Top Chef Colorado Recap

By Jason Lee

January 1, 2018

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Non-moustache Joe is freaking out while finishing up his dish—he’s behind schedule and everyone is pitching in to help as he screams and yells in the background. The judges take notice. When the dust settles, he has a saffron ribbon pasta with braised squid, a dish he makes often with his grandmother. Tanya serves her Louisiana-style gumbo with chicken, shrimp, and fried okra (Tom barely represses a shudder, as his okra-aversion is the stuff of legend). While Tanya has a hit with her tasty, balanced gumbo, Joe’s pasta is falling quite flat.

Moustache Joe is up next with a chicken tortellini and cabbage prepared as an homage to his late mother. Tu pairs it with a Vietnamese bouillabaisse with fish meatballs, failing told hold back tears as he thanks the judges for the opportunity to cook something from of his cuisine in the challenge. It’s a beautiful moment that his dish can’t match, as it’s missing acid and salt. Joe’s pasta dish, on the other hand, is lovely and nuanced.

Brother and Fatima are next. He serves the dirty rice with stewed chicken inspired by his father’s dish, and Fatima has her take on a classic rice and lentils dish that’s so well known in Pakistani culture. Tom praises the flavors in Brother’s dish, but while Fatima also nailed her flavors, the diners note that they’ve had better versions of it.

Like Non-Moustache Joe, Adrienne is totally in the weeds. She laments her over-ambitiousness as she finishes and then serves stuffed pig trotters with collard greens and a mustard, ham hock jus. The trotter is unfortunately undercooked. As for Bruce’s Hungarian lamb goulash, the flavors are great but pieces of the lamb are really, really undercooked. “A colossal flaw,” Padma notes.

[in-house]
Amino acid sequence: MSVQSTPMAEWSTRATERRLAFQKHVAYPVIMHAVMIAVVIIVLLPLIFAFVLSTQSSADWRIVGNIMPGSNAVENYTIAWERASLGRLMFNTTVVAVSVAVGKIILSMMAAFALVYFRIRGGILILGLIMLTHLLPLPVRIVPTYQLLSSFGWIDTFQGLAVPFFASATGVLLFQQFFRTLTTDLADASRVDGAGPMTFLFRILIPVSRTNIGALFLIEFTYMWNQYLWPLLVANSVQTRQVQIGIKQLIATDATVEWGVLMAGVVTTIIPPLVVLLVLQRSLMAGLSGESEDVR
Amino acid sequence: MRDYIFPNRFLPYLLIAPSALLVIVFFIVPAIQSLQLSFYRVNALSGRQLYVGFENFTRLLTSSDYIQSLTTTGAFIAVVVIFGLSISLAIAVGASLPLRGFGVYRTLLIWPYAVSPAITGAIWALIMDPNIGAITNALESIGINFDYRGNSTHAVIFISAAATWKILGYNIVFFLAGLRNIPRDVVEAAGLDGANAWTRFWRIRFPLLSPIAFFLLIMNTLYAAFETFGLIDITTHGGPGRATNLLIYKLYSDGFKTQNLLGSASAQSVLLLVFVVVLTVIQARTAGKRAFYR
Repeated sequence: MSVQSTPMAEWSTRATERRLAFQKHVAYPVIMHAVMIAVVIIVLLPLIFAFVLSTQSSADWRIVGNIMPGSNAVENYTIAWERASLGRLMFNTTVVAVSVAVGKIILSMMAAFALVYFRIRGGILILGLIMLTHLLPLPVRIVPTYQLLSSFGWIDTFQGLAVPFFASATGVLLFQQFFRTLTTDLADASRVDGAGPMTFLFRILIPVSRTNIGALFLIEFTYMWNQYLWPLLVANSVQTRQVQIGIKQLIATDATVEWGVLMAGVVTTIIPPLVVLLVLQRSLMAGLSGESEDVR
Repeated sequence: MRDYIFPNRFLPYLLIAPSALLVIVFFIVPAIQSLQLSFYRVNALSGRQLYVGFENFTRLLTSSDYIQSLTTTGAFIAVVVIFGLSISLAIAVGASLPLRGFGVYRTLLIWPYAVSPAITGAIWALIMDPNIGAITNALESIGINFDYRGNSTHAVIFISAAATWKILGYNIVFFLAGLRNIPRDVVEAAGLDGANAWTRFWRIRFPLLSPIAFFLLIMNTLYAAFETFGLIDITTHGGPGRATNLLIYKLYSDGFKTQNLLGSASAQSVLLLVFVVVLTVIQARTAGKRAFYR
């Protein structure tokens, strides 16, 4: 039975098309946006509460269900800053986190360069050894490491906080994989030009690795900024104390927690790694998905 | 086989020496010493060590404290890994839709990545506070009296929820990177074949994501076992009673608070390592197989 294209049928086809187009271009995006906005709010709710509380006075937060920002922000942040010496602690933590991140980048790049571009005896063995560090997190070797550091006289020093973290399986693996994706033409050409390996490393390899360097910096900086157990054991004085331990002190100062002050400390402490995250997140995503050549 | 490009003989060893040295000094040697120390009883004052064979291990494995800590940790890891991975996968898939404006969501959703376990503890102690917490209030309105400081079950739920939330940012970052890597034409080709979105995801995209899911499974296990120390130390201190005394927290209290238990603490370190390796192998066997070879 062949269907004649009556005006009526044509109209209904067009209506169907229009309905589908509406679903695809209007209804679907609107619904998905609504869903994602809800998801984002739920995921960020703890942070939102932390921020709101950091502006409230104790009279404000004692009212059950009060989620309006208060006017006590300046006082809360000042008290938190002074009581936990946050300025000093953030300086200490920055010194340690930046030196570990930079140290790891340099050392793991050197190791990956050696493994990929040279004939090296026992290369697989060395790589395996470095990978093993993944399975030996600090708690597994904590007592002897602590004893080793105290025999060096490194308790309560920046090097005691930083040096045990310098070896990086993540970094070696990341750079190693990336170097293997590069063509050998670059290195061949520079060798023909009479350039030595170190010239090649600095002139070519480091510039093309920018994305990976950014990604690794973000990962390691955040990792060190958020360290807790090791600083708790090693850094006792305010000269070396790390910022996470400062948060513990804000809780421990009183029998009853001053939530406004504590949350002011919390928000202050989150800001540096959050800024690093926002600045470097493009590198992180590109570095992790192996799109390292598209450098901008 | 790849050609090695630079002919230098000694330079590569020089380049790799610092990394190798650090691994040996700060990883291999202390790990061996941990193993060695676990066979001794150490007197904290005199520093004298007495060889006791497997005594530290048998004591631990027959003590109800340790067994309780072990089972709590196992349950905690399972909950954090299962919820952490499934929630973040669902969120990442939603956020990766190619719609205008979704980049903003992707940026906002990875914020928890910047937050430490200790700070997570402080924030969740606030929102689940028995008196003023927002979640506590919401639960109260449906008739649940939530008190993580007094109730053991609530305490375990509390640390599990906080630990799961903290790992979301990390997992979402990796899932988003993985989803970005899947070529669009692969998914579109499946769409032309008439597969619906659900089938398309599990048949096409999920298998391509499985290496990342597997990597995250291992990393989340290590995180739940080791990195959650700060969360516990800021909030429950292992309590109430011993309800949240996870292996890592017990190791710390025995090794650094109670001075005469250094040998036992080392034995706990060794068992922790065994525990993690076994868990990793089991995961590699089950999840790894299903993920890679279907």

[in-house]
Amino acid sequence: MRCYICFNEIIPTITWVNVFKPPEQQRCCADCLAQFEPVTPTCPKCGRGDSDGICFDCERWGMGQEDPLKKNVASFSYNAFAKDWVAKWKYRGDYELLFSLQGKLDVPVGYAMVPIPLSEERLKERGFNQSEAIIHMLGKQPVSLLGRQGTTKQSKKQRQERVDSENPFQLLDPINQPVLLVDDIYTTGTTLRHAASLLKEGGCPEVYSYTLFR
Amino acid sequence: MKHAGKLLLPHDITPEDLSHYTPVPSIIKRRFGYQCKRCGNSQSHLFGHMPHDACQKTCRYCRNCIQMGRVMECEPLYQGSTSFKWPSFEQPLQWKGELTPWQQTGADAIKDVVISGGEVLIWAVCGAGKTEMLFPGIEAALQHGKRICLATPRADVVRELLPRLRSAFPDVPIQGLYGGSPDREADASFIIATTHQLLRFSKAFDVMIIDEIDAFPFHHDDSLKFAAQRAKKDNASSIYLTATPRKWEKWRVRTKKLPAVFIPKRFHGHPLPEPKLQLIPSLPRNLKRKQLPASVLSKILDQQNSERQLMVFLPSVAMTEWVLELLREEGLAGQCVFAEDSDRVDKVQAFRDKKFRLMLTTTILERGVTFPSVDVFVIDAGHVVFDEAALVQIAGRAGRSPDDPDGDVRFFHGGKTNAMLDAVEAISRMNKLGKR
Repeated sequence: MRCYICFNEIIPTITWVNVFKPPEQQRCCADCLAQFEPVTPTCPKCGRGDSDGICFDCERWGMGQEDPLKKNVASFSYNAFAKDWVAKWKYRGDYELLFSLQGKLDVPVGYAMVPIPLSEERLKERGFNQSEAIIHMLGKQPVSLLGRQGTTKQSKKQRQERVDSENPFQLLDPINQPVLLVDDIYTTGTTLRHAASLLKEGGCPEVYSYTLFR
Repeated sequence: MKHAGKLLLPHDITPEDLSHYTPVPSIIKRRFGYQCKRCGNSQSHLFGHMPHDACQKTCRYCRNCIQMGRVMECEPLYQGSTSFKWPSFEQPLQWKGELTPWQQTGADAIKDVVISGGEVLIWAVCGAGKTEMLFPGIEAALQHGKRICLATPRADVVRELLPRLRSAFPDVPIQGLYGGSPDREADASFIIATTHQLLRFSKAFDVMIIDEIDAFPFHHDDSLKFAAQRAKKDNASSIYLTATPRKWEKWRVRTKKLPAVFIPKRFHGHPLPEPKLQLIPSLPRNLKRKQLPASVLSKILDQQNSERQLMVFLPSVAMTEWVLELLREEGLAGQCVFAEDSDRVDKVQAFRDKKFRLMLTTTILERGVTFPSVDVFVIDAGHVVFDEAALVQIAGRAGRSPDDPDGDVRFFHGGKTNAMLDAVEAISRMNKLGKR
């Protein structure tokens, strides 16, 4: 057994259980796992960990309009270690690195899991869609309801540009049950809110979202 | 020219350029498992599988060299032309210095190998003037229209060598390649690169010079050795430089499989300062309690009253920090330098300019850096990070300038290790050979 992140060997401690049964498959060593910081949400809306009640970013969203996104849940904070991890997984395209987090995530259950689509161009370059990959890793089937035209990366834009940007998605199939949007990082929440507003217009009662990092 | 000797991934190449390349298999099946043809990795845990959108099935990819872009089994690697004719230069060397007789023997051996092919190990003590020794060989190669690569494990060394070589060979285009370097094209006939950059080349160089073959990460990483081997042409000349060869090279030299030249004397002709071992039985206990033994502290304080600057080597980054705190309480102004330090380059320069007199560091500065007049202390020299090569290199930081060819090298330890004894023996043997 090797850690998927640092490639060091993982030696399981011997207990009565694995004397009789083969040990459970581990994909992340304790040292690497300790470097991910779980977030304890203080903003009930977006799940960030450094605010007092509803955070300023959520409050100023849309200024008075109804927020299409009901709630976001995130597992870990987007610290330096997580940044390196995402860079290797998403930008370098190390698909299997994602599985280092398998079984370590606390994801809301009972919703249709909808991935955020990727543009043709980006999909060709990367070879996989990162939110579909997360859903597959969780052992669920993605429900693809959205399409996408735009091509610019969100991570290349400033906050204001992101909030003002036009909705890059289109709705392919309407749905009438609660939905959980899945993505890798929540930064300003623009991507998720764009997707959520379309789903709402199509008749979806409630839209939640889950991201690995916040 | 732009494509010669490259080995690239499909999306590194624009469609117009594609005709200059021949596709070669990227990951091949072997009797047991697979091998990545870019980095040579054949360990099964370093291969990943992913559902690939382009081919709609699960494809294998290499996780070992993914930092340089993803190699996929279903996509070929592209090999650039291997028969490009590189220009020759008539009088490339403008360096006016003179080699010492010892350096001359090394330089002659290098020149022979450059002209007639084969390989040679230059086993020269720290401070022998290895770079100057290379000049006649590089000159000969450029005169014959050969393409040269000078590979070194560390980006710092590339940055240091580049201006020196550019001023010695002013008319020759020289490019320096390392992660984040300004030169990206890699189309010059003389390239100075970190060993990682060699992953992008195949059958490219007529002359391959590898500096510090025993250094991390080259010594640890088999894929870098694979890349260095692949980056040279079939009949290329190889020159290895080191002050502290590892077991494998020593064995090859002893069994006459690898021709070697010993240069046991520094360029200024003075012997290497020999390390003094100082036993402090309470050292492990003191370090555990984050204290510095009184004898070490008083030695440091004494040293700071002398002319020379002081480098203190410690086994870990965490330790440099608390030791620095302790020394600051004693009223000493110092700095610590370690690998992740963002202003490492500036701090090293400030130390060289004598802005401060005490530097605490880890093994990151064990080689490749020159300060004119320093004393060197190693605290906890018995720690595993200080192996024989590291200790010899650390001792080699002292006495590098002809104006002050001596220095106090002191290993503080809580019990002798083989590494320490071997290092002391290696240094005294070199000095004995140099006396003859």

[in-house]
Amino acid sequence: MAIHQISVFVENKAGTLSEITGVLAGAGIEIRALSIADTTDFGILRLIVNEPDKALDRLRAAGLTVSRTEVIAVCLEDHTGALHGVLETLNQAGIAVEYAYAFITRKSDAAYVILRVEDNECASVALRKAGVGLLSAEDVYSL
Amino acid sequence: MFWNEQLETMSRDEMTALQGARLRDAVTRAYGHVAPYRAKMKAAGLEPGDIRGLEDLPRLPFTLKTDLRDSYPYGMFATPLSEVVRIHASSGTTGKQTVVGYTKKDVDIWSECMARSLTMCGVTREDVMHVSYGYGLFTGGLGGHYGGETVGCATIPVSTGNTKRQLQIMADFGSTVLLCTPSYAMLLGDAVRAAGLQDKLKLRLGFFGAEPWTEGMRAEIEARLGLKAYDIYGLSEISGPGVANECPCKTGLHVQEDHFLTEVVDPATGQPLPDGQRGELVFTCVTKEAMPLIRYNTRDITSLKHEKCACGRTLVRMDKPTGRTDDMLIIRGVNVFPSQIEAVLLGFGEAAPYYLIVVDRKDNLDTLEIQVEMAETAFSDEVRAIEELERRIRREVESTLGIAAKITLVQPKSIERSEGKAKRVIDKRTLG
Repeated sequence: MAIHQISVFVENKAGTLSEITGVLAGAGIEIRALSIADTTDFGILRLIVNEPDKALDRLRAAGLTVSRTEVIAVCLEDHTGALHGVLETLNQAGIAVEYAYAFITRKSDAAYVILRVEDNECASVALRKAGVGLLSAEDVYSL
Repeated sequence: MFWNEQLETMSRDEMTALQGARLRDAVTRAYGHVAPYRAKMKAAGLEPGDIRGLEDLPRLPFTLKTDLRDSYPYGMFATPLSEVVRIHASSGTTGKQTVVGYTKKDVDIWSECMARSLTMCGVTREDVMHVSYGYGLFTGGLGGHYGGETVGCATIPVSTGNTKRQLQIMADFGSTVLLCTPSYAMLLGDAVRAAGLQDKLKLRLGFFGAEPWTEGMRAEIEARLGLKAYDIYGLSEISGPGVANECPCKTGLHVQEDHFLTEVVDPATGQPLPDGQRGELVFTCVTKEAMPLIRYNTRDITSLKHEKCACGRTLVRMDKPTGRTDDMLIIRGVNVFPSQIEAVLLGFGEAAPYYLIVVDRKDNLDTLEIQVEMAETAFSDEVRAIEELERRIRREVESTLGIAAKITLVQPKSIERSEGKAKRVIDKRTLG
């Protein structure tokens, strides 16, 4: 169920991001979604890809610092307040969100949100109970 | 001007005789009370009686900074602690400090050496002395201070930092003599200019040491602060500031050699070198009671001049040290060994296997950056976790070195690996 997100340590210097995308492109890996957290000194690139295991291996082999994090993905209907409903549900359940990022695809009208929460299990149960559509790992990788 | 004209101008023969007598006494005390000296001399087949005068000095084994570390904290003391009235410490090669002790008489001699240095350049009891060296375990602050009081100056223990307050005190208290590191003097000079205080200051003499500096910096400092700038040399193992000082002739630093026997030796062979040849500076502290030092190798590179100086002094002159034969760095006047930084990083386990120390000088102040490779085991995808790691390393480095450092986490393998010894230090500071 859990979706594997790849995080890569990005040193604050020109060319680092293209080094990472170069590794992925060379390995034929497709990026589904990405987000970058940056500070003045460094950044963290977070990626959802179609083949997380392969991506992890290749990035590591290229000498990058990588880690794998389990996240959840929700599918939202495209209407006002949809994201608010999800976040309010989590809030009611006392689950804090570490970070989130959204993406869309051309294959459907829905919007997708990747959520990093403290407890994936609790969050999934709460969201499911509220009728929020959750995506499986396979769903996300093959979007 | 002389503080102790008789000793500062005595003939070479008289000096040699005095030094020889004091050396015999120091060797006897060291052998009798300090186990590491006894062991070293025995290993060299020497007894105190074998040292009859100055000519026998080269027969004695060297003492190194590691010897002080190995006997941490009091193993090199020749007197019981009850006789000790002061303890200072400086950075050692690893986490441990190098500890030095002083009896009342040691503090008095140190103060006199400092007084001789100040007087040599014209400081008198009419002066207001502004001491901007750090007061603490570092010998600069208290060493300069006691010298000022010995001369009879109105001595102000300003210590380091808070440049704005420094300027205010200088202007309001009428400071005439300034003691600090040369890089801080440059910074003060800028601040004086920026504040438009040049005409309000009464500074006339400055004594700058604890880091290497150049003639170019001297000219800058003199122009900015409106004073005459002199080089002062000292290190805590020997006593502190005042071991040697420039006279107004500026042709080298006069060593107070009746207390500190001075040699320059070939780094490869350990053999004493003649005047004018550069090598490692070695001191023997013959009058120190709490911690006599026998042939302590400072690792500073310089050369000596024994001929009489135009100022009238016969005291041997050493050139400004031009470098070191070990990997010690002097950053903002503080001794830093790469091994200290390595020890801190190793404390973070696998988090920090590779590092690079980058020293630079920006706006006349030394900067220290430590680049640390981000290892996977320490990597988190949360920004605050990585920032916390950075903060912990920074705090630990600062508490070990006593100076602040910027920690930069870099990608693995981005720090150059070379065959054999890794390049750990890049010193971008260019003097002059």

Last up is Chris, who serves a humble, straightforward, no-frills lemonade fried chicken with collard greens and gorgeous looking buttermilk biscuits. The dish has tons of soul and he wins raves for his biscuits from the judges and his fellow cheftestants, who dig into a leftover tray of his biscuits once dinner service is complete.




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So some extraordinarily high notes and some obvious errors in the dinner. On the right side of things are Chris (whose fried chicken delivered on their obvious, succulent promise), Tanya (who made everyone feel at home with her rich gumbo), and Moustache Joe (who maybe succeeded better than anyone else at meshing the flavors of his heritage with his skills as a chef). But it’s Chris and his confident decision not to dress up his fried chicken as anything else than it was who takes home the win.

Four episodes, eight different winners. The title of Top Chef is up for grabs.

Receiving some bad news are Non-Moustache Joe, Tyler, and Bruce—the bears of the group (bear down, bear down!). Joe’s pasta dish was not served hot and his pasta sauce was lacking in flavor. Tyler’s discombobulated dish was all over the culinary map, and he would have been better served by focusing on either SoCal or Sweden. As for Bruce, he’s in the bottom because his lamb was not cooked well at all.

You would think Bruce would be the person going home for making the most elementary of mistakes (failing to cook his protein properly) but the judges take the alternate route of sending home the chef whose dish was doomed at conception—Tyler. It was not a complete dish and had no sense of place.

It’s a bit surprising to see him go home so early, as the person who wins the first Elimination Challenge typically makes it quite far in the competition. Alas, Tyler won’t build on that tradition.


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